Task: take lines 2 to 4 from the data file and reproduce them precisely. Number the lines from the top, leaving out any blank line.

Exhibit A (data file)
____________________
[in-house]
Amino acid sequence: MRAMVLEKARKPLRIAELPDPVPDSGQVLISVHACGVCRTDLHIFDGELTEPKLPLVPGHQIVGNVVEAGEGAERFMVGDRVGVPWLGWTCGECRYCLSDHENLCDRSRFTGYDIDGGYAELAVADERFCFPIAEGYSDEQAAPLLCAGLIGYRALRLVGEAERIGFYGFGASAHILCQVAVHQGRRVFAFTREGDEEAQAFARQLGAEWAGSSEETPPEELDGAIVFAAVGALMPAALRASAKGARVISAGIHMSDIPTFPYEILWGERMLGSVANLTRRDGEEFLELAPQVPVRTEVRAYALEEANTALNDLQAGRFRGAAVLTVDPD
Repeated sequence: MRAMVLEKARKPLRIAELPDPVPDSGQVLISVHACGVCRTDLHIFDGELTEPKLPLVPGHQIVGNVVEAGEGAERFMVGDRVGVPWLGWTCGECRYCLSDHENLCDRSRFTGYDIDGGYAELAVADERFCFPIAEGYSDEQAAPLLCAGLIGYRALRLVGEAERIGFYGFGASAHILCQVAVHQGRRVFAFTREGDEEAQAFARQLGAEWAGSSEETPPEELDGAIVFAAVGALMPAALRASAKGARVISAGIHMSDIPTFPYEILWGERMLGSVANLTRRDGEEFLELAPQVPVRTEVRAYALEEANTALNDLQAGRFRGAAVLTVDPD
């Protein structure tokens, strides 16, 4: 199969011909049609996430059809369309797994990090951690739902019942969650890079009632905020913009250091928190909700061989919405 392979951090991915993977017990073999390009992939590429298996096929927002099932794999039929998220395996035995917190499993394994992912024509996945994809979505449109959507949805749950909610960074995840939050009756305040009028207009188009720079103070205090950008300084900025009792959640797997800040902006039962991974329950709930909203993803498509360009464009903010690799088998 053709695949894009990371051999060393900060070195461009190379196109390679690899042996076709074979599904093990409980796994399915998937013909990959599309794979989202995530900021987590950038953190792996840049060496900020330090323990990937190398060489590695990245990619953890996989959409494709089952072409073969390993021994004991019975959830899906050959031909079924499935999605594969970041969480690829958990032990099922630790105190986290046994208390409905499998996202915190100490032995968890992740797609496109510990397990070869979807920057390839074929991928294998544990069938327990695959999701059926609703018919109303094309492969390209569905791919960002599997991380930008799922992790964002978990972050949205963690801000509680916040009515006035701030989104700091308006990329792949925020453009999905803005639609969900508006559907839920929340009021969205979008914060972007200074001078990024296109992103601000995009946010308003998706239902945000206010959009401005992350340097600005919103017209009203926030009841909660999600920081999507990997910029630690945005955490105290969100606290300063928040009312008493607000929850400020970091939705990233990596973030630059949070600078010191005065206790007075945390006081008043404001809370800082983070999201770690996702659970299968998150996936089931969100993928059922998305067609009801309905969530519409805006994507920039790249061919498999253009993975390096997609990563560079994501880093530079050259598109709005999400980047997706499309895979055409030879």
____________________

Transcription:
Amino acid sequence: MRAMVLEKARKPLRIAELPDPVPDSGQVLISVHACGVCRTDLHIFDGELTEPKLPLVPGHQIVGNVVEAGEGAERFMVGDRVGVPWLGWTCGECRYCLSDHENLCDRSRFTGYDIDGGYAELAVADERFCFPIAEGYSDEQAAPLLCAGLIGYRALRLVGEAERIGFYGFGASAHILCQVAVHQGRRVFAFTREGDEEAQAFARQLGAEWAGSSEETPPEELDGAIVFAAVGALMPAALRASAKGARVISAGIHMSDIPTFPYEILWGERMLGSVANLTRRDGEEFLELAPQVPVRTEVRAYALEEANTALNDLQAGRFRGAAVLTVDPD
Repeated sequence: MRAMVLEKARKPLRIAELPDPVPDSGQVLISVHACGVCRTDLHIFDGELTEPKLPLVPGHQIVGNVVEAGEGAERFMVGDRVGVPWLGWTCGECRYCLSDHENLCDRSRFTGYDIDGGYAELAVADERFCFPIAEGYSDEQAAPLLCAGLIGYRALRLVGEAERIGFYGFGASAHILCQVAVHQGRRVFAFTREGDEEAQAFARQLGAEWAGSSEETPPEELDGAIVFAAVGALMPAALRASAKGARVISAGIHMSDIPTFPYEILWGERMLGSVANLTRRDGEEFLELAPQVPVRTEVRAYALEEANTALNDLQAGRFRGAAVLTVDPD
């Protein structure tokens, strides 16, 4: 199969011909049609996430059809369309797994990090951690739902019942969650890079009632905020913009250091928190909700061989919405 392979951090991915993977017990073999390009992939590429298996096929927002099932794999039929998220395996035995917190499993394994992912024509996945994809979505449109959507949805749950909610960074995840939050009756305040009028207009188009720079103070205090950008300084900025009792959640797997800040902006039962991974329950709930909203993803498509360009464009903010690799088998 053709695949894009990371051999060393900060070195461009190379196109390679690899042996076709074979599904093990409980796994399915998937013909990959599309794979989202995530900021987590950038953190792996840049060496900020330090323990990937190398060489590695990245990619953890996989959409494709089952072409073969390993021994004991019975959830899906050959031909079924499935999605594969970041969480690829958990032990099922630790105190986290046994208390409905499998996202915190100490032995968890992740797609496109510990397990070869979807920057390839074929991928294998544990069938327990695959999701059926609703018919109303094309492969390209569905791919960002599997991380930008799922992790964002978990972050949205963690801000509680916040009515006035701030989104700091308006990329792949925020453009999905803005639609969900508006559907839920929340009021969205979008914060972007200074001078990024296109992103601000995009946010308003998706239902945000206010959009401005992350340097600005919103017209009203926030009841909660999600920081999507990997910029630690945005955490105290969100606290300063928040009312008493607000929850400020970091939705990233990596973030630059949070600078010191005065206790007075945390006081008043404001809370800082983070999201770690996702659970299968998150996936089931969100993928059922998305067609009801309905969530519409805006994507920039790249061919498999253009993975390096997609990563560079994501880093530079050259598109709005999400980047997706499309895979055409030879």